Special Report

The Most Iconic Job in Every State

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Massachusetts: Medical scientists
> Occupation’s concentration in the state: 5.4 times greater than avg.
> Statewide employment in the occupation: 16,860
> Avg. annual wage for occupation: $106,610 (nationwide: $98,770)
> Share of all US medical scientists in Massachusetts: 13.3%

Medical scientists, excluding epidemiologists, are over five times more common in the Massachusetts workforce than they are in the national workforce. Generally, they conduct research with the goal of improving overall human health. Medical scientists typically hold a doctorate, and over 13% of all Americans working in the profession work in Massachusetts.

The state is home to several medical colleges and universities, including those affiliated with Tufts, Harvard, Northeastern, and the University of Massachusetts. The state is also home to Mass General, which is the largest hospital-based research institution in the country.

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Michigan: Engine and other machine assemblers
> Occupation’s concentration in the state: 7.0 times greater than avg.
> Statewide employment in the occupation: 9,580
> Avg. annual wage for occupation: $51,750 (nationwide: $46,570)
> Share of all US engine and other machine assemblers in Michigan: 20.8%

In Michigan, engine and other machine assemblers are seven times more concentrated than they are nationwide. Michigan — more specifically, Detroit — has been America’s automotive manufacturing hub for over a century. Ford, General Motors, and Fiat Chrysler all have their American headquarters in Michigan. Michigan is home to over one-fifth of Americans working as engine and other machine assemblers.

Engine and other machine assemblers tend to have slightly higher incomes in Michigan than they do nationwide. The average annual wage in the occupation is $51,750 in Michigan, compared to $46,570 across the U.S. as a whole.

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Minnesota: Wind turbine service technicians
> Occupation’s concentration in the state: 4.3 times greater than avg.
> Statewide employment in the occupation: 500
> Avg. annual wage for occupation: $59,320 (nationwide: $56,700)
> Share of all US wind turbine service technicians in Minnesota: 8.4%

Over 8% of all wind turbine service technicians in the United States are employed in Minnesota. The state ranks among the top 10 nationwide for wind power generation — largely from wind turbines located in the prairies in the southwestern part of the state. Service technicians are needed to install, maintain, and repair the turbines that convert wind into electricity.

The average annual wage for a wind turbine technician in Minnesota is $59,320, slightly higher than the national average of $56,700.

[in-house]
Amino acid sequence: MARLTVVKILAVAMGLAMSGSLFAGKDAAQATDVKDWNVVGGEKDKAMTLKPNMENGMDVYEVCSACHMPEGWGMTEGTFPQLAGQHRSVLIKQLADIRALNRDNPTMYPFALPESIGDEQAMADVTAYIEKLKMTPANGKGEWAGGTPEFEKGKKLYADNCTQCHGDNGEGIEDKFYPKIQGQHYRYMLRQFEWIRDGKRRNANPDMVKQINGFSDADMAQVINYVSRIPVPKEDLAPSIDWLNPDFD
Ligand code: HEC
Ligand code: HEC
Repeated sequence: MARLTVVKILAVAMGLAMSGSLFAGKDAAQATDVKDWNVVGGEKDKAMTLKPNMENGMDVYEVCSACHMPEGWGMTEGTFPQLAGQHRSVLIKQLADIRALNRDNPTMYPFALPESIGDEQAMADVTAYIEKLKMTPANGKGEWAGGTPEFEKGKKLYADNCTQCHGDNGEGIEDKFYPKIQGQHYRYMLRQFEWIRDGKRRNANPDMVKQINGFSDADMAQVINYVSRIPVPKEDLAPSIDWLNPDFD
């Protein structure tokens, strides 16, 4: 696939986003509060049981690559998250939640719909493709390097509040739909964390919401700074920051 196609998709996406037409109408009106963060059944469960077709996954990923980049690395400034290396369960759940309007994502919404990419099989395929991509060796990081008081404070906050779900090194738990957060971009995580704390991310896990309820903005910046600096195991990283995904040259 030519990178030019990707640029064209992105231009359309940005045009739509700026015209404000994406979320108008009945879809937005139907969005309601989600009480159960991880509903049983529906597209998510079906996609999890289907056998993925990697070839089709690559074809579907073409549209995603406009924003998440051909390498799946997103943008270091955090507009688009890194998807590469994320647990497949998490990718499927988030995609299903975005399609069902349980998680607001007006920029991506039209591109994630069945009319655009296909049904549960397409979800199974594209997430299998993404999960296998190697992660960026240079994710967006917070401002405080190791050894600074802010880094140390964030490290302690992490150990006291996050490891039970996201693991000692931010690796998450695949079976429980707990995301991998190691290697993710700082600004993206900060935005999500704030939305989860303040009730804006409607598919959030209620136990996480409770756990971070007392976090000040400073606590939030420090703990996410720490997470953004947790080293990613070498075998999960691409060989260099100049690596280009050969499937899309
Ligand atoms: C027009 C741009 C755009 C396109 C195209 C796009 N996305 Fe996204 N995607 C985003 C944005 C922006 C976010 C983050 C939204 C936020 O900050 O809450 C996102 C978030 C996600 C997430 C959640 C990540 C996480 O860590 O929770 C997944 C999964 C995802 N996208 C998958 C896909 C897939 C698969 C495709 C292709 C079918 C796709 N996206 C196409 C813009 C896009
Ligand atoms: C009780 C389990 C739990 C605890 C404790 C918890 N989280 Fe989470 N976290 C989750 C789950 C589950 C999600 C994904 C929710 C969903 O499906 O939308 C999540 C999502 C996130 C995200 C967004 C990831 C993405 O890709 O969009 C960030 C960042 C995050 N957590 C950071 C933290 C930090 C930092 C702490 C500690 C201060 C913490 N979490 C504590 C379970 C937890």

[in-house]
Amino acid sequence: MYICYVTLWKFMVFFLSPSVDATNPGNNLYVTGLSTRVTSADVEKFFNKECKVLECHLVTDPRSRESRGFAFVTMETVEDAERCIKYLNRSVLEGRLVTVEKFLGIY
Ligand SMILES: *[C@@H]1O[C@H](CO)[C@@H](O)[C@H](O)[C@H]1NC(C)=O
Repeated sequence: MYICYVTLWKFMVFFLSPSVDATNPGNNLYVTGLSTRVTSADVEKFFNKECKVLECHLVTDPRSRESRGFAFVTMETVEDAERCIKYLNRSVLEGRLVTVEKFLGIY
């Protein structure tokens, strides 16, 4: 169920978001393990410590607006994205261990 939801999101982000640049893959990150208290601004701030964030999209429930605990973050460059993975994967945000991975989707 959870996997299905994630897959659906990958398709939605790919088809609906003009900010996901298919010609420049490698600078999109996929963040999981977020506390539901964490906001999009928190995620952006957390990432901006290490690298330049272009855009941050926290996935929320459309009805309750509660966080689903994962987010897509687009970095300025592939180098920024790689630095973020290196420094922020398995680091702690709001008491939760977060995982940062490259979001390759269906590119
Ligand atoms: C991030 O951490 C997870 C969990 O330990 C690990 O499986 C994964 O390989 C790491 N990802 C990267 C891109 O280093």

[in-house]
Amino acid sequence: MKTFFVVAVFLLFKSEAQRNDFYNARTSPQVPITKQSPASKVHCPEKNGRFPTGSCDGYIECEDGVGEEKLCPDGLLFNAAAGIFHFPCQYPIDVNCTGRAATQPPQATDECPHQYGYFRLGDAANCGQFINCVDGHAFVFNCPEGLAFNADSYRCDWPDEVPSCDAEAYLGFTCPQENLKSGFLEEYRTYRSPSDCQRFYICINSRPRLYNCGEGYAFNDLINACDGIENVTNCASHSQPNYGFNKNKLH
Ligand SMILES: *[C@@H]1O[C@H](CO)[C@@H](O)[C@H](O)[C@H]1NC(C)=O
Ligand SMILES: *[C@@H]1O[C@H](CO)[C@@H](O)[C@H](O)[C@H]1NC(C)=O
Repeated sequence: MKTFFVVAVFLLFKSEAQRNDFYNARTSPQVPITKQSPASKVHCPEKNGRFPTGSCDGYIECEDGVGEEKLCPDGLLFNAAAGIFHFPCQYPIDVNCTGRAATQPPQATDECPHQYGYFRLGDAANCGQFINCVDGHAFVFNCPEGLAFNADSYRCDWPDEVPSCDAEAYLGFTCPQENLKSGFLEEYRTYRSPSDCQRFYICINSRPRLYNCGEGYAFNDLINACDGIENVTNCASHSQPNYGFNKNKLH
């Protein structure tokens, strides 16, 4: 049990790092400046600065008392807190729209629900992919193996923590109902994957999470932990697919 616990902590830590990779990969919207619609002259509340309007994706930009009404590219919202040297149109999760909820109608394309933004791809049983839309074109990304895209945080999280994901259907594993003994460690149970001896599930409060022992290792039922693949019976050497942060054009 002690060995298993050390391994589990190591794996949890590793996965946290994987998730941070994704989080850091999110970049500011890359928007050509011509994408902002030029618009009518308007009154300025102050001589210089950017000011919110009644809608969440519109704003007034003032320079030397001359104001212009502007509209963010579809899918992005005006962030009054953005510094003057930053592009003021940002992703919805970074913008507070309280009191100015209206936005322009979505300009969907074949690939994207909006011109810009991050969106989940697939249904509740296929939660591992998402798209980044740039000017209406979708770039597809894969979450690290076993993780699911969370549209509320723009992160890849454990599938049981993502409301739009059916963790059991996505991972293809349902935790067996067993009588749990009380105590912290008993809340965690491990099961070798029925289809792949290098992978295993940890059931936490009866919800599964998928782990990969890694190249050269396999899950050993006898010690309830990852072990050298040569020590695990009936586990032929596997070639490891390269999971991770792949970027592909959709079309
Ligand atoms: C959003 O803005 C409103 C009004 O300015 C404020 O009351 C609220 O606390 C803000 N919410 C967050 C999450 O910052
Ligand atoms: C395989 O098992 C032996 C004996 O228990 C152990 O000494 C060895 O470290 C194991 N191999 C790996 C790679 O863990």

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Mississippi: Fallers
> Occupation’s concentration in the state: 10.7 times greater than avg.
> Statewide employment in the occupation: 400
> Avg. annual wage for occupation: $42,870 (nationwide: $49,670)
> Share of all US fallers in Mississippi: 8.2%

In Mississippi, about two-third of landmass is forested — and fallers, or those who fell trees using axes or saws, are the most iconic workers in the state. Fallers are nearly 11 times more concentrated in Mississippi than they are nationwide.

Wood and wood waste are a major source of energy in Mississippi, accounting for about 80% of the state’s renewable energy production. The history of the state’s economy is rooted in logging, as railroads construction in the late 1800s made large scale sawmills possible by opening up new markets for finished lumber and opening up new logging areas to lumber companies. The number of mills in the state jumped from 295 in 1880 to over 600 in 1899. By the early 1900s, Mississippi produced more lumber than every other state except for Washington and Louisiana.

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Missouri: Locomotive engineers
> Occupation’s concentration in the state: 2.0 times greater than avg.
> Statewide employment in the occupation: 1,350
> Avg. annual wage for occupation: $77,660 (nationwide: $71,570)
> Share of all US locomotive engineers in Missouri: 3.8%

Locomotive engineers are twice as concentrated in Missouri as they are nationwide. Few states depend on railroads like Missouri. The state’s two largest cities, St. Louis and Kansas City, are among the top three largest rail transportation centers in America. The state has over 1,300 locomotive engineers, who drive both passenger and freight trains.

Locomotive engineers tend to have considerably higher incomes in Missouri than they do on average nationwide. The average annual wage in the occupation is $77,660 in Missouri, compared to $71,570 across the U.S. as a whole.

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